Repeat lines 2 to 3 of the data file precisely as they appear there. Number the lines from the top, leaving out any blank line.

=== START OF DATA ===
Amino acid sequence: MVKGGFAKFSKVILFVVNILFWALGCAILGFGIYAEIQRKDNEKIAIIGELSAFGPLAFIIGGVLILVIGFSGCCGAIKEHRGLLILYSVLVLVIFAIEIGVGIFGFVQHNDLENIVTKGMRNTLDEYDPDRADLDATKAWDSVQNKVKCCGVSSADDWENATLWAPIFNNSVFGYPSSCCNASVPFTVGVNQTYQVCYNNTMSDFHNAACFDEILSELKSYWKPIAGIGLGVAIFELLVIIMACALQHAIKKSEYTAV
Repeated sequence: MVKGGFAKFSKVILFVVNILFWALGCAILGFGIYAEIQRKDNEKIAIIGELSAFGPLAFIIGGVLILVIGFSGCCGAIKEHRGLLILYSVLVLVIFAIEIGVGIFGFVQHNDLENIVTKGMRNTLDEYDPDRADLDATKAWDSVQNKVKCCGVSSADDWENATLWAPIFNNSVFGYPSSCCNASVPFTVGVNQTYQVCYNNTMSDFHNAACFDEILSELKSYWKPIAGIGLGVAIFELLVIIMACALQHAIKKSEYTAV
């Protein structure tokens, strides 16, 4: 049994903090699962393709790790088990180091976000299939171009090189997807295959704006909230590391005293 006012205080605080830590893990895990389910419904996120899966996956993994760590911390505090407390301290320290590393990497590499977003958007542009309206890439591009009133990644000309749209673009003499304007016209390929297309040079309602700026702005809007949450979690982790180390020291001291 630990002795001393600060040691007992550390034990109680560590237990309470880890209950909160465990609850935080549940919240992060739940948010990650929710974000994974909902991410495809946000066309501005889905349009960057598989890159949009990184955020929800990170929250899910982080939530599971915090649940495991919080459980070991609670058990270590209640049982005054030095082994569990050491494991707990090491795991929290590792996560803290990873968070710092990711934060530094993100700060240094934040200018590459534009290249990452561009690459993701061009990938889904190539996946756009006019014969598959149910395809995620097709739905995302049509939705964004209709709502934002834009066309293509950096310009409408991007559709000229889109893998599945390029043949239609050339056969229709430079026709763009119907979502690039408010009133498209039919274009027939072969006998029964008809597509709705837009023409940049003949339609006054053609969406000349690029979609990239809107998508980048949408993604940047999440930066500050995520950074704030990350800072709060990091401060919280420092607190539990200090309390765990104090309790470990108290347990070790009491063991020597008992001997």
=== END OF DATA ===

Repeated sequence: MVKGGFAKFSKVILFVVNILFWALGCAILGFGIYAEIQRKDNEKIAIIGELSAFGPLAFIIGGVLILVIGFSGCCGAIKEHRGLLILYSVLVLVIFAIEIGVGIFGFVQHNDLENIVTKGMRNTLDEYDPDRADLDATKAWDSVQNKVKCCGVSSADDWENATLWAPIFNNSVFGYPSSCCNASVPFTVGVNQTYQVCYNNTMSDFHNAACFDEILSELKSYWKPIAGIGLGVAIFELLVIIMACALQHAIKKSEYTAV
């Protein structure tokens, strides 16, 4: 049994903090699962393709790790088990180091976000299939171009090189997807295959704006909230590391005293 006012205080605080830590893990895990389910419904996120899966996956993994760590911390505090407390301290320290590393990497590499977003958007542009309206890439591009009133990644000309749209673009003499304007016209390929297309040079309602700026702005809007949450979690982790180390020291001291 630990002795001393600060040691007992550390034990109680560590237990309470880890209950909160465990609850935080549940919240992060739940948010990650929710974000994974909902991410495809946000066309501005889905349009960057598989890159949009990184955020929800990170929250899910982080939530599971915090649940495991919080459980070991609670058990270590209640049982005054030095082994569990050491494991707990090491795991929290590792996560803290990873968070710092990711934060530094993100700060240094934040200018590459534009290249990452561009690459993701061009990938889904190539996946756009006019014969598959149910395809995620097709739905995302049509939705964004209709709502934002834009066309293509950096310009409408991007559709000229889109893998599945390029043949239609050339056969229709430079026709763009119907979502690039408010009133498209039919274009027939072969006998029964008809597509709705837009023409940049003949339609006054053609969406000349690029979609990239809107998508980048949408993604940047999440930066500050995520950074704030990350800072709060990091401060919280420092607190539990200090309390765990104090309790470990108290347990070790009491063991020597008992001997």